About Central Florida Gardener

Welcome and thank you for visiting Central Florida Gardener. Florida is a unique state in which to garden. It can be frustrating but also rewarding for gardeners who persevere. This blog was created as a resource for Florida gardeners, both new and experienced, in search of information specifically for Florida gardens.

You are invited to participate by leaving your comments, suggestions, tips and recommendations relevant to Florida gardening - don't be shy! Thank you for dropping by to learn more about gardening in the Sunshine state. I look forward to hearing from you! Susan

Friday, January 22, 2010

And the Survivors Are…

It’s been about two weeks since freezing temps dealt our plants a devastating blow. Enough time for us to see which plants made it and which ones didn’t. There’s not a lot to say about the plants that are brown and shriveled up, except that, given time they may recover once trimmed back. But don’t act too quickly…in this case, procrastination can be a good thing.

Here’s what a couple of experts have to say about what we should be doing right now:

Tom MacCubbin at Tom's Digs
Teresa Watkins at Earth Shattering Gardening blog

The best thing we can do is turn our attention to the future, and begin making plans to revamp our yards. In every “bad event” there’s always a silver lining. Our silver lining is the plants that braved the low temps and lived to bloom another day.

So, I’m looking for the “survivors.” And, as painful as it may be, I’m asking all of you to walk around your yard to see what perennials and colorful foliage plants survived.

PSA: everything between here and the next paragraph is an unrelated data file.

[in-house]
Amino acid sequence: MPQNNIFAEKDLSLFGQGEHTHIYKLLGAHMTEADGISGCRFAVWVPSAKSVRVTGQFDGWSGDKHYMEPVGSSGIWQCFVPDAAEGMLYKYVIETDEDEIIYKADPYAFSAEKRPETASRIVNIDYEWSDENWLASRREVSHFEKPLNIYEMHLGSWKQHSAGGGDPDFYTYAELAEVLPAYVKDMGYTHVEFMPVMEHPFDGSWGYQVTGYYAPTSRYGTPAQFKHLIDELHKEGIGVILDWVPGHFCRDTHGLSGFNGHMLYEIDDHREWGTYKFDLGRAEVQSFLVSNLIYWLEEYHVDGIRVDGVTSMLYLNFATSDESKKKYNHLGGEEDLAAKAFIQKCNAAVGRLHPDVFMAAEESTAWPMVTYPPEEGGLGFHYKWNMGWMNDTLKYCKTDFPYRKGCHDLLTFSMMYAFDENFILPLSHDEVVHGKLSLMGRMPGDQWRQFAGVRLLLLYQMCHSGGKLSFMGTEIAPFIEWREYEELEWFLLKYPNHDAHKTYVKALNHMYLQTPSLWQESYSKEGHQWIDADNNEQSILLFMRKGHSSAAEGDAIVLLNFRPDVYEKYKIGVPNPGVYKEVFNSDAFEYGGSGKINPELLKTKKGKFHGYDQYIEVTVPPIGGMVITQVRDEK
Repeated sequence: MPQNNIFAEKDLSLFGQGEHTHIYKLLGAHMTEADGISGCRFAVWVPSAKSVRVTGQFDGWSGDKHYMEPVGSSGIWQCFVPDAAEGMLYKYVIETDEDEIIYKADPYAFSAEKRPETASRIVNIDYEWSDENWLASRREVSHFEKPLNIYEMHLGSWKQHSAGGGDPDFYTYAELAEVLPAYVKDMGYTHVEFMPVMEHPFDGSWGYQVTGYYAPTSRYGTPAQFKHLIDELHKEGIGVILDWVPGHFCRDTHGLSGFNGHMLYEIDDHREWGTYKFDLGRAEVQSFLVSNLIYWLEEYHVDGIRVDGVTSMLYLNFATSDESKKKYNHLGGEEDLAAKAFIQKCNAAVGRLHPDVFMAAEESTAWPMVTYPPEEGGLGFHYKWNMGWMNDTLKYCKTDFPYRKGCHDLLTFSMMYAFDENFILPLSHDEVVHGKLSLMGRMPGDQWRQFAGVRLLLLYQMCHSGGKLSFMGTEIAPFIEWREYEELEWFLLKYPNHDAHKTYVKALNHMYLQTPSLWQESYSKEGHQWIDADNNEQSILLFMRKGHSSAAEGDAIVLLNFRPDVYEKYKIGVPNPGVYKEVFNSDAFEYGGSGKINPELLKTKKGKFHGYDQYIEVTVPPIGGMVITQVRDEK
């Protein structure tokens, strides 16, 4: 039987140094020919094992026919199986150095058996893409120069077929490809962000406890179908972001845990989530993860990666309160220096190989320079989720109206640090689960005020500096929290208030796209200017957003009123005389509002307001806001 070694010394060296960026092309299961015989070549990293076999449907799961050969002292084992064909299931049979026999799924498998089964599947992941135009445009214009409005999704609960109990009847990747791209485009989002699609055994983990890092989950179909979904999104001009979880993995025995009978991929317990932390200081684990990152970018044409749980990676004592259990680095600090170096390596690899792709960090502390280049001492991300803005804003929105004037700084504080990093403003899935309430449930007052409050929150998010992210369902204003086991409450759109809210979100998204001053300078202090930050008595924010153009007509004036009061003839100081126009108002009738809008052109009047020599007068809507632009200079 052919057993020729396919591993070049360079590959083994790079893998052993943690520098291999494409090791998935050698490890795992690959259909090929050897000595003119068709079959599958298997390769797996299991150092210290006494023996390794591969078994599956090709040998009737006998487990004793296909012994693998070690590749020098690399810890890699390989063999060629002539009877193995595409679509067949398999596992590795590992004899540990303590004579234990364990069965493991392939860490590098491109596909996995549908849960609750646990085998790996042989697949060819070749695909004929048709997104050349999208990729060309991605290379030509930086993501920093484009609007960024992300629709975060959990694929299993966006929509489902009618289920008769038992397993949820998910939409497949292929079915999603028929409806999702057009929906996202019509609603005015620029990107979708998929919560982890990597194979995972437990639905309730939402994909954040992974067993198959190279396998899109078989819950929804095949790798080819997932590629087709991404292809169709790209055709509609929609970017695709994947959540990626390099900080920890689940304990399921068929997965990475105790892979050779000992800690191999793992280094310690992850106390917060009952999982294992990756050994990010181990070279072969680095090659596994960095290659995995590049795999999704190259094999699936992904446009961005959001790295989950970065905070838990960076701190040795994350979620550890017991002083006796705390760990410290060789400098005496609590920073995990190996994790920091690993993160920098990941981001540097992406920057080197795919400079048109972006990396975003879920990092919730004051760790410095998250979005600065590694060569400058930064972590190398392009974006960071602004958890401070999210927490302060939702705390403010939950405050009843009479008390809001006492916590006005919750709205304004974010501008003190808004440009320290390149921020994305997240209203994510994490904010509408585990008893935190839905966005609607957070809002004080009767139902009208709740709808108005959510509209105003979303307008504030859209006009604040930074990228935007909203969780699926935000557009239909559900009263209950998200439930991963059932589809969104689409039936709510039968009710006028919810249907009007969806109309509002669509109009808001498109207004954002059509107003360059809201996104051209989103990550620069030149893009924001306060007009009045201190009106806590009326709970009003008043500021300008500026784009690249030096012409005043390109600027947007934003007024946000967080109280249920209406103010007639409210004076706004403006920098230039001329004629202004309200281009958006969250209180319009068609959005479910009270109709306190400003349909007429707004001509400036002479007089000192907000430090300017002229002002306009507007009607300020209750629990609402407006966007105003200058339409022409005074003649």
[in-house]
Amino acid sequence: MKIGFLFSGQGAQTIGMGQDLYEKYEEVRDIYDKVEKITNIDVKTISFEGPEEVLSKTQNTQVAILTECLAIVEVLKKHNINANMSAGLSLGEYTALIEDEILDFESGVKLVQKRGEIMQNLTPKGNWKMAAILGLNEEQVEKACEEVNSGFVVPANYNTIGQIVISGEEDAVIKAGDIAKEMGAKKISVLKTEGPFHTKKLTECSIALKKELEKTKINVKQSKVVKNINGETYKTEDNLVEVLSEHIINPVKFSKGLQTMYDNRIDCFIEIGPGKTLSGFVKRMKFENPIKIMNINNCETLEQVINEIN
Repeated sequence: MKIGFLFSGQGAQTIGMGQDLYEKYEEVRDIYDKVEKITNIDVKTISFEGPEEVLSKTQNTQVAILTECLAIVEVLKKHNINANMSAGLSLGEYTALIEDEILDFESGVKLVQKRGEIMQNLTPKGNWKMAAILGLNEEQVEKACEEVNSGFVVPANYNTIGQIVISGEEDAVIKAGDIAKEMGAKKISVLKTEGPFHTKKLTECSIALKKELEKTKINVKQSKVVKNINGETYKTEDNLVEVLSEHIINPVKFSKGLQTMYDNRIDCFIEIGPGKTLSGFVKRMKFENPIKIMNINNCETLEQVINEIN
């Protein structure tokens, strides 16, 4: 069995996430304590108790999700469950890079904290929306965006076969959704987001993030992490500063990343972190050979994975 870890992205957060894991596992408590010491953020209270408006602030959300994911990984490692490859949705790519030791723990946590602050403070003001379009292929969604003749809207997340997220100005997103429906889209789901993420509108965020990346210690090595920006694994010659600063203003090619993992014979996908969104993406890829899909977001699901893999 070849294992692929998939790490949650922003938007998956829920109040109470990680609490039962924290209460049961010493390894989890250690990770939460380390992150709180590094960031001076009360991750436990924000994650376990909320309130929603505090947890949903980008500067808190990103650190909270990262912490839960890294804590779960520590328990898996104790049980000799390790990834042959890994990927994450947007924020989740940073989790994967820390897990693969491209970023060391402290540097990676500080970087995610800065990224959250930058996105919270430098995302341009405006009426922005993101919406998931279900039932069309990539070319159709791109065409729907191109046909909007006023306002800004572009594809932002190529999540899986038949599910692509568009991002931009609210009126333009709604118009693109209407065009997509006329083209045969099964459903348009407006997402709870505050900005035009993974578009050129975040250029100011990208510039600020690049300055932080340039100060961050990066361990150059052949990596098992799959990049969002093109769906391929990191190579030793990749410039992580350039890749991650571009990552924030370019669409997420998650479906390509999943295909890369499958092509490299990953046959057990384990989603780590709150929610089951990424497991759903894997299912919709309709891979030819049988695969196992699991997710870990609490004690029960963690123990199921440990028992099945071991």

Your participation is requested! Once you’ve done this, please either share your list of plants by adding a comment to this post, or create a post on your blog, and provide me with a link to it and I'll list it below. Together, we can create a list of hardy perennials and colorful foliage plants that will help all of us as we shop for new plants this spring.

Here are some posts I've found on plants that "survived" the frosty week.

The Dirt  -  Penny Carnathanis a co-writer for the Tampa Tribune in this blog.
Gardening in Peace - FloridaGirl in the Peace River area.
Simply Susan! - My list of "survivors."


The Rainforest Gardener said...

Great idea! I'm pretty sure everything except for my accidental coffee plant will survive, but these are what stayed green with no protection and only minimal damage:

Everglades Palm
Split leaf Philodendron
Giant Yucca
Cordyline australis "red sensation" is "everpurple" :)
Pineapple guava
Giant Crinum (a small plant)
Various Hollies
Chamaedorea Radicalis
Chamaedorea Microspadix

Not a long list because even my "hardy" plants had a rougher time than last year. I especially recommend the chamaedorea palms!

Ami said...

Here is the list in my zone 10 garden. Thanks for collecting this list!

Bromeliads (Aechmea blanchetiana 'Orangeade' , Neos)
Diamond Frost
Red Fountain Grass
dipladenia pink
Jatropha Tree
African Iris (fortnight lily)
Yellow African Iris (Nile of lily)
Purple Queen
Golden Shrimp

Kimberly said...

Love your idea! Here's my list:
Ponderosa Lemon
Meyer Lemon
Queen Emma Crinum Lily (some outer leaf damage only)
Yellow Carolina Jasmine
Ponytail Palm
Giant White Bird of Paradise (minimal protection i.e. next to house or privacy fence)
bougainvillea (minimal outer leaf damage only)
Daylily butterscotch
Jasmine (both star and orange)
ground orchid (with minimal protection from the house)
ferns (minimal structural protection)

Penlyn said...

I'm in Tampa, in northwest Hillsborough County, which is slightly warmer than eastern Hillsborough, but much colder than south Tampa (we're a real mish-mash of zones.) My yard looked blitzed, but I found some real surprises today when I started cleanup. (For more on that, check bit.ly/dirtblog) I also found plants I thought were dead are still very much alive.
I'm not including the ones I see already listed. Also, these were in the ground and not covered:
Pagoda clerodendron (can't recommend it enough for heat, cold, drought)
Knockout roses (they look good)
Jatropha (one of three looks good)
Butterfly cassia
Zebra aloe
In the ground and covered:
Various succulents including flapjacks (look good)
Crotons (look terrible)
The jury is still out on many, which I expect will come back from the roots. I was doubtful about that before today, but I saw lots more life than I expected. Yay life!

NanaK said...